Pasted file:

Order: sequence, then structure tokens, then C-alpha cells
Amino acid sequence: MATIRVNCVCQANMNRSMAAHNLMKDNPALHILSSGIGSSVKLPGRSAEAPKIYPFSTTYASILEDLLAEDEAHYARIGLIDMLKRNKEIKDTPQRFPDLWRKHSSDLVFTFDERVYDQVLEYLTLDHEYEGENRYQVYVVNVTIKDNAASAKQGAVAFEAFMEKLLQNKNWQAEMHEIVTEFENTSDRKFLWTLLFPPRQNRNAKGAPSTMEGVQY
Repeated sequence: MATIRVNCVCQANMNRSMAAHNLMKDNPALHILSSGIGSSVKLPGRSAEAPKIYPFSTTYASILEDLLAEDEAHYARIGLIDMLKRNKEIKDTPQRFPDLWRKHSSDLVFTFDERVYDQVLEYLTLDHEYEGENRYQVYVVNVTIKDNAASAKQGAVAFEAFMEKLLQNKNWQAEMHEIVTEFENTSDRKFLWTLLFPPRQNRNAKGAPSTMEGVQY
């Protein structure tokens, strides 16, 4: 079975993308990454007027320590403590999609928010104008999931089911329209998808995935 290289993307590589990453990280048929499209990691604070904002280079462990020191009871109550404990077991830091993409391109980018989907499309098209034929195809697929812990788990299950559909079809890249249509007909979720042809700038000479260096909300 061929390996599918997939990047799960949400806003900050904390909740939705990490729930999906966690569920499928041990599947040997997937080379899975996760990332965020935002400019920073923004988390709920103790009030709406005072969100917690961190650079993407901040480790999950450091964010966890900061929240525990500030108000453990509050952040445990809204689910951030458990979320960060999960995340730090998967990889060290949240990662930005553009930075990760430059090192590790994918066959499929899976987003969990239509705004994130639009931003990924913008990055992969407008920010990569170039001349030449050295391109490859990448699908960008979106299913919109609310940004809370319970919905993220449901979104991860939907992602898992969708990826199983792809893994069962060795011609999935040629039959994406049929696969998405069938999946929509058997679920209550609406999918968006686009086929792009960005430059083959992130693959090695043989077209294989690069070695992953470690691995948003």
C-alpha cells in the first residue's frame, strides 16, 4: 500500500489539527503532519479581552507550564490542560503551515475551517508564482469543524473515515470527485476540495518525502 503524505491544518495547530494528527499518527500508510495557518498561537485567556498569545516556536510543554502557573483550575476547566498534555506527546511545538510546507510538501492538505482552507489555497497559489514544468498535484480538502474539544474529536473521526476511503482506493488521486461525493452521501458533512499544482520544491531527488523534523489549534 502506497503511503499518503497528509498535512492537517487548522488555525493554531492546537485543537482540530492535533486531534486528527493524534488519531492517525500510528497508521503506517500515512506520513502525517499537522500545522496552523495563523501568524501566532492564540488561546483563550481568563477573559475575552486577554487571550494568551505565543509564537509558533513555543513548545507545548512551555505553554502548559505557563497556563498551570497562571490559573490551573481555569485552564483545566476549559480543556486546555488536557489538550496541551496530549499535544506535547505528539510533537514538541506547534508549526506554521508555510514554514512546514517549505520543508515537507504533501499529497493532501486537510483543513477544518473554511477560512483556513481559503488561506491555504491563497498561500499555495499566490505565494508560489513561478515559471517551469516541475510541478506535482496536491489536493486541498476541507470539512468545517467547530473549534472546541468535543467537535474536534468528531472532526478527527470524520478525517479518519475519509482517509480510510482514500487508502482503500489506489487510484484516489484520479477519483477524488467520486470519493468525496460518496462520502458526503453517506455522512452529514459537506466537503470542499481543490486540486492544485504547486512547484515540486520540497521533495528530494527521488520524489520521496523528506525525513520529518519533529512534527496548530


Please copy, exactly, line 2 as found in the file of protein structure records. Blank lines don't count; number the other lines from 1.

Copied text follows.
Amino acid sequence: MATIRVNCVCQANMNRSMAAHNLMKDNPALHILSSGIGSSVKLPGRSAEAPKIYPFSTTYASILEDLLAEDEAHYARIGLIDMLKRNKEIKDTPQRFPDLWRKHSSDLVFTFDERVYDQVLEYLTLDHEYEGENRYQVYVVNVTIKDNAASAKQGAVAFEAFMEKLLQNKNWQAEMHEIVTEFENTSDRKFLWTLLFPPRQNRNAKGAPSTMEGVQY